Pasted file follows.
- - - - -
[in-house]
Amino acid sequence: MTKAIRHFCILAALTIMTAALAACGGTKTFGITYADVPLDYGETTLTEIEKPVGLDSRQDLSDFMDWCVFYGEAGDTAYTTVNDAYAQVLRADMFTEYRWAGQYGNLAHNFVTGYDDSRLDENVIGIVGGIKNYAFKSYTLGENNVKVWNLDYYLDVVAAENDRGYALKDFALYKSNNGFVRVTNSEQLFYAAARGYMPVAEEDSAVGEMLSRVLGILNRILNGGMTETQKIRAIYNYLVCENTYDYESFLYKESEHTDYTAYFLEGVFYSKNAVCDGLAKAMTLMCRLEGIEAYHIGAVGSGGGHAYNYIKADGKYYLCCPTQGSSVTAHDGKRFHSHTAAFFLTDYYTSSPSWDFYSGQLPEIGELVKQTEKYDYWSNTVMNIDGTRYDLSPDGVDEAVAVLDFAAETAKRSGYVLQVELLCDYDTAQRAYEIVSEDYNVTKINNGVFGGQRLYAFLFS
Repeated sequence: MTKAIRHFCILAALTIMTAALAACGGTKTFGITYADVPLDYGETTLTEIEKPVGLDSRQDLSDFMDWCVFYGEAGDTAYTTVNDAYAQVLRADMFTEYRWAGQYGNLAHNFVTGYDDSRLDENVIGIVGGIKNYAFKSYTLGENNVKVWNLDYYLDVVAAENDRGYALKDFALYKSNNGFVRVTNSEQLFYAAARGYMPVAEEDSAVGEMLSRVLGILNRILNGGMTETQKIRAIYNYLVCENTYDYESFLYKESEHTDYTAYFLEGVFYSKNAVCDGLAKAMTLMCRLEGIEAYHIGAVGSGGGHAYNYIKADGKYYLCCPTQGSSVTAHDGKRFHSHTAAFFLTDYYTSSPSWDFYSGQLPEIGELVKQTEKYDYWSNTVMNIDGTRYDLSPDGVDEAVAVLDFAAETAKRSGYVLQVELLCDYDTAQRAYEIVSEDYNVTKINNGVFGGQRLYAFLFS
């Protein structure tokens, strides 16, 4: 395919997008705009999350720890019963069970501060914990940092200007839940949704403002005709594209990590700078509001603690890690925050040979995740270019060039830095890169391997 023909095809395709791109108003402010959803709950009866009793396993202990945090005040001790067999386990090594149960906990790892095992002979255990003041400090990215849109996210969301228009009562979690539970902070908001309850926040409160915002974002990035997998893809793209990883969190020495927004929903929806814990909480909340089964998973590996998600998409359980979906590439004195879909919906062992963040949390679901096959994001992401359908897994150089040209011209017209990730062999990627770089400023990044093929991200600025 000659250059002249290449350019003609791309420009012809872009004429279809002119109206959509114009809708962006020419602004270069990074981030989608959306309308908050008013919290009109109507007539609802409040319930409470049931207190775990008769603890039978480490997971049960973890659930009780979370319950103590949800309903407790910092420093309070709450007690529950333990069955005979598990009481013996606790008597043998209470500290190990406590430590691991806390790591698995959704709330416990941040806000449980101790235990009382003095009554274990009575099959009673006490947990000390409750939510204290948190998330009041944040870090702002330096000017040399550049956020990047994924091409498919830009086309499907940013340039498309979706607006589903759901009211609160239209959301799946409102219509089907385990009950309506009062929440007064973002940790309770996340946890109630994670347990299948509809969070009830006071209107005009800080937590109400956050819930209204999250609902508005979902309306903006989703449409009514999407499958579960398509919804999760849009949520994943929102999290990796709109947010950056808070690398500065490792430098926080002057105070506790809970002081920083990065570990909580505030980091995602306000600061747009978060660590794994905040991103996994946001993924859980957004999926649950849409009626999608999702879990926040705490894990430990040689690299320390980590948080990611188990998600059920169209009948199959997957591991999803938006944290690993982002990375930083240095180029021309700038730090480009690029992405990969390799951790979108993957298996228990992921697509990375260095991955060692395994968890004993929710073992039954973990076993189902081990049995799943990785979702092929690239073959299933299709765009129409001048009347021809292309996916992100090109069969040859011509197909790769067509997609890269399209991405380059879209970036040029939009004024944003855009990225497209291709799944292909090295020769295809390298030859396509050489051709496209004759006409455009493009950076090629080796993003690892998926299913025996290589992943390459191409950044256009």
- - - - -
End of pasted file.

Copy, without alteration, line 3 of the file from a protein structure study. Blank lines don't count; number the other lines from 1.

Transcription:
Repeated sequence: MTKAIRHFCILAALTIMTAALAACGGTKTFGITYADVPLDYGETTLTEIEKPVGLDSRQDLSDFMDWCVFYGEAGDTAYTTVNDAYAQVLRADMFTEYRWAGQYGNLAHNFVTGYDDSRLDENVIGIVGGIKNYAFKSYTLGENNVKVWNLDYYLDVVAAENDRGYALKDFALYKSNNGFVRVTNSEQLFYAAARGYMPVAEEDSAVGEMLSRVLGILNRILNGGMTETQKIRAIYNYLVCENTYDYESFLYKESEHTDYTAYFLEGVFYSKNAVCDGLAKAMTLMCRLEGIEAYHIGAVGSGGGHAYNYIKADGKYYLCCPTQGSSVTAHDGKRFHSHTAAFFLTDYYTSSPSWDFYSGQLPEIGELVKQTEKYDYWSNTVMNIDGTRYDLSPDGVDEAVAVLDFAAETAKRSGYVLQVELLCDYDTAQRAYEIVSEDYNVTKINNGVFGGQRLYAFLFS